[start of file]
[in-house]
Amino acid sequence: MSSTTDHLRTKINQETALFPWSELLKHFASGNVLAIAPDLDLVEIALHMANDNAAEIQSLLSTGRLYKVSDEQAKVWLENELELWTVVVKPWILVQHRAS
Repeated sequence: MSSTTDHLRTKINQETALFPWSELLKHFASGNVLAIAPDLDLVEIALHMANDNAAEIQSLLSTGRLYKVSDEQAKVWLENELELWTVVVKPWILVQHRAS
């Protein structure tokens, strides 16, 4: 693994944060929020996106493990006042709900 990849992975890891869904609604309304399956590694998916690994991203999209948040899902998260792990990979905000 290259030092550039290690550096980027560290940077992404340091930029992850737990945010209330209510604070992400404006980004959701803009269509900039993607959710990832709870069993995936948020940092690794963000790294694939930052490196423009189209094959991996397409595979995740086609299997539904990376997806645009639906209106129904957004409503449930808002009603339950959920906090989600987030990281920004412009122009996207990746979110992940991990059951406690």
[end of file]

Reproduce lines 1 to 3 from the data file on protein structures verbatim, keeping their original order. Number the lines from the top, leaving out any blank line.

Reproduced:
[in-house]
Amino acid sequence: MSSTTDHLRTKINQETALFPWSELLKHFASGNVLAIAPDLDLVEIALHMANDNAAEIQSLLSTGRLYKVSDEQAKVWLENELELWTVVVKPWILVQHRAS
Repeated sequence: MSSTTDHLRTKINQETALFPWSELLKHFASGNVLAIAPDLDLVEIALHMANDNAAEIQSLLSTGRLYKVSDEQAKVWLENELELWTVVVKPWILVQHRAS